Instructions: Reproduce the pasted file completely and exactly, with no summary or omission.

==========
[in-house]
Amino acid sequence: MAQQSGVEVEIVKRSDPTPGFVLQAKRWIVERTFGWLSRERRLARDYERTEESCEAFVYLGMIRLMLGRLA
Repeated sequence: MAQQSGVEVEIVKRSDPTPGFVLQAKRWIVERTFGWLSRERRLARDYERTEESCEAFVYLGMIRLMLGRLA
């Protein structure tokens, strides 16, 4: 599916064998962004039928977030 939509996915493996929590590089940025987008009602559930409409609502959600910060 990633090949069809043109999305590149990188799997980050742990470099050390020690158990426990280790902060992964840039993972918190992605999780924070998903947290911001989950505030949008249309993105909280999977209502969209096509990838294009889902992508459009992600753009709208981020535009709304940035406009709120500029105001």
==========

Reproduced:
[in-house]
Amino acid sequence: MAQQSGVEVEIVKRSDPTPGFVLQAKRWIVERTFGWLSRERRLARDYERTEESCEAFVYLGMIRLMLGRLA
Repeated sequence: MAQQSGVEVEIVKRSDPTPGFVLQAKRWIVERTFGWLSRERRLARDYERTEESCEAFVYLGMIRLMLGRLA
């Protein structure tokens, strides 16, 4: 599916064998962004039928977030 939509996915493996929590590089940025987008009602559930409409609502959600910060 990633090949069809043109999305590149990188799997980050742990470099050390020690158990426990280790902060992964840039993972918190992605999780924070998903947290911001989950505030949008249309993105909280999977209502969209096509990838294009889902992508459009992600753009709208981020535009709304940035406009709120500029105001």